Jesus of Siberia
Sergei Torop was a traffic cop in the small Russian town of Minusinsk until 1989, when he announced that he was the son of God. Now he commands a following of thousands and rules over a large swath of the Siberian mountains. Ian Traynor makes a pilgrimage
Four thousand feet up a mountain deep in the Siberian taiga, the middle-aged man appears in a velvet crimson robe, long brown hair framing a beatific smile. He sits down in a log cabin perched on the brow of the hill. It is a room with a stunning view. The snowy Sayan mountains sparkle in the distance. The silver and pink of the birch forests shimmer in the clear sunlight. Down to the right, the pure blue water of Lake Tiberkul mesmerises. Behind the cabin, for much further than the eye can see - a thousand kilometres - the Siberian wilderness stretches, bereft of human habitation.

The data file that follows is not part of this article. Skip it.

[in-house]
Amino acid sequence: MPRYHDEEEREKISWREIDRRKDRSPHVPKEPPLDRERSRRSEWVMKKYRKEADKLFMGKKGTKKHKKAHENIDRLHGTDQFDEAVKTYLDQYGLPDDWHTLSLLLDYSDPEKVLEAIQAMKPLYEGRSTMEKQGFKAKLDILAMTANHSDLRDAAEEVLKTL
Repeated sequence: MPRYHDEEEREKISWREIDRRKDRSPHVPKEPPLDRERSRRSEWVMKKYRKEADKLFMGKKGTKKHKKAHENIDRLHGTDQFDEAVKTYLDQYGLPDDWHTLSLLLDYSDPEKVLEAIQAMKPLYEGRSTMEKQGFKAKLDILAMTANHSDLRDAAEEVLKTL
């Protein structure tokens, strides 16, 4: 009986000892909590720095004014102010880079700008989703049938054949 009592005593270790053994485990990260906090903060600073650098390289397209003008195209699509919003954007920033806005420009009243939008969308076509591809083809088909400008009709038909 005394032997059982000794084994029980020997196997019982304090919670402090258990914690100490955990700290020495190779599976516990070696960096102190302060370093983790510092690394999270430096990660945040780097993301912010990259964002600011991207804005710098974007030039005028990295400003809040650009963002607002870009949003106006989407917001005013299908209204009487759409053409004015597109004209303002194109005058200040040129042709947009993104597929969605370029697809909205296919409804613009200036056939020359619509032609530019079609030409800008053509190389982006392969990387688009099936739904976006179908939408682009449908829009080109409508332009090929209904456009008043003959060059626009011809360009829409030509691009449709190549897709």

"It's all very complicated," he starts quietly. "But to keep things simple, yes, I am Jesus Christ. That which was promised must come to pass. And it was promised in Israel 2,000 years ago that I would return, that I would come back to finish what was started. I am not God. And it is a mistake to see Jesus as God. But I am the living word of God the Father. Everything that God wants to say, he says through me."